rationalise compensation for notifiable diseases.
Animal health and welfare minister Ben Bradshaw said the central aim
system that will deliver predictable levels of compensation for
livestock farmers who lose stock to notifiable animal diseases.
At the same time, the measures will take into account the significant
differences in value between commercial and pedigree stock.
Mr Bradshaw said:
'Lessons have been learned from foot and mouth disease, in particular
the need for a system which is both efficient and is transparently
fair from both the farmer and the taxpayer's point of view.'
The current lack of certainty over compensation payments has a
fundamental effect on livestock owners' business decisions, and the
proposals will offer fair compensation to farmers and avoid
over-valuations of livestock. Both the recent National Audit Office
and Public Accounts Committee highlighted weaknesses in the
government's control and monitoring of valuations during the 2001 FMD
At present, compensation payments are paid in three different ways.
Farmers who lose stock to diseases such as bovine TB and foot and
mouth disease are paid on the basis of individual valuations. For
some farmers who suffer losses from BSE receive a fixed level of
compensation depending on the type of animal. And cases of
brucellosis and scrapie, compensation can be calculated through a
monthly average livestock market price.
The consultation paper covers the following proposals
* all animal diseases for which the government currently pays
compensation will eventually be covered by the scheme.
* the scheme will be implemented in two stages. The first stage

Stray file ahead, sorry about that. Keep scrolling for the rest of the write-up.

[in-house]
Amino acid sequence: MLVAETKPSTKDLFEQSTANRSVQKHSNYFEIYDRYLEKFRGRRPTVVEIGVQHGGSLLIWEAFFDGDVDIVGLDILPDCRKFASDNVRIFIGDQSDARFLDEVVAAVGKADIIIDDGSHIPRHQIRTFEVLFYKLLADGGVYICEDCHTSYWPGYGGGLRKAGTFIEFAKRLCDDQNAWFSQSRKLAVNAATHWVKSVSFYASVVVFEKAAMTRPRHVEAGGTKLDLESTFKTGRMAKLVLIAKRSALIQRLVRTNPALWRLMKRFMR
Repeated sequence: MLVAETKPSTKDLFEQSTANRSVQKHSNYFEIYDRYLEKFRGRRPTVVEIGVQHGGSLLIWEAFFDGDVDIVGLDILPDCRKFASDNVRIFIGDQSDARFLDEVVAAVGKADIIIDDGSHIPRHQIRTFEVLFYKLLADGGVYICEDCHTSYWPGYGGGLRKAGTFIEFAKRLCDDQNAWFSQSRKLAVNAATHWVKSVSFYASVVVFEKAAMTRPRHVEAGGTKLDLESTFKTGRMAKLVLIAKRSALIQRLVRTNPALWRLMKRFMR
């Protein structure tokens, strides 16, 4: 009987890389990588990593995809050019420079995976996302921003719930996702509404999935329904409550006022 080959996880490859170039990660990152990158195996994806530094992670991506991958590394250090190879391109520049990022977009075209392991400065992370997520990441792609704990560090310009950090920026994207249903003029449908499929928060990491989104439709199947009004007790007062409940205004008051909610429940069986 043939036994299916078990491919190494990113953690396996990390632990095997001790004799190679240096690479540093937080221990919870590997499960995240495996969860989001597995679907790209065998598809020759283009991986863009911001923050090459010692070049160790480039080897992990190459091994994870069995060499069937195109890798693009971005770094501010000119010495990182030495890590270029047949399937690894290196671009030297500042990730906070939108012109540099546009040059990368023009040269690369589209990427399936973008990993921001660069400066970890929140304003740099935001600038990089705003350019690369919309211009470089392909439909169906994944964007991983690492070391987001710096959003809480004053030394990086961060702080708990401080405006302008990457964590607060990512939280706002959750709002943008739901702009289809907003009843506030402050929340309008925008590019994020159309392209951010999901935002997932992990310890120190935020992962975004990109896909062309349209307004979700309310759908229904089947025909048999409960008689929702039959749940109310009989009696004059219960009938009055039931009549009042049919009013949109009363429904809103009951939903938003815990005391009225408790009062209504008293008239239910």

will cover bovine TB, enzootic bovine leucosis, brucellosis and BSE,
which do not require primary legislation. The secon d stage will cover
all other species and diseases and will be addressed through primary
* regardless of the disease, the same compensation rate will be
paid for categories within individual species.
* standardised category based systems will be developed for cattle,
sheep, pigs and poultry.
* compensation rates will be equivalent to the average market price
for each category of animal where there is sufficient market data.
* the market values for cattle and sheep will be calculated and
published on a monthly basis. Compensation for other species will be
calculated when required.
* a mechanism for continuing the calculation of market values if
markets are suspended in the event of a major disease outbreak.
* animals worth significantly more than the average market value
for an animal in their category can be pre-valued and registered with
Defra. In such cases the compensation payable will be equivalent to
the current pre-valuation.
1. Recent disease outbreaks, such as the classical swine fever
outbreak in 2000 and the FMD outbreak in 2001, along with the
continuing problems of bovine TB, BSE and scrapie, has highlighted
that current compensation arrangements for disease control are
fragmented, and in some cases contradictory.
2. The Scottish Executive and Northern Ireland are producing their
own consultation papers on the rationalisation of compensation for
notifiable animal diseases.
3. Responses to the consultation document, which can be found hereshould be sent
to Joe Parsons, Animal Disease Control Division, Defra, Room 107, 1a
Page Street, London, SW1P 4PQ (Tel: 020 7904 8168) (Fax: 020 7904
6128) or e-mail to firstname.lastname@example.org
4. The deadline for responses is 7 January 2004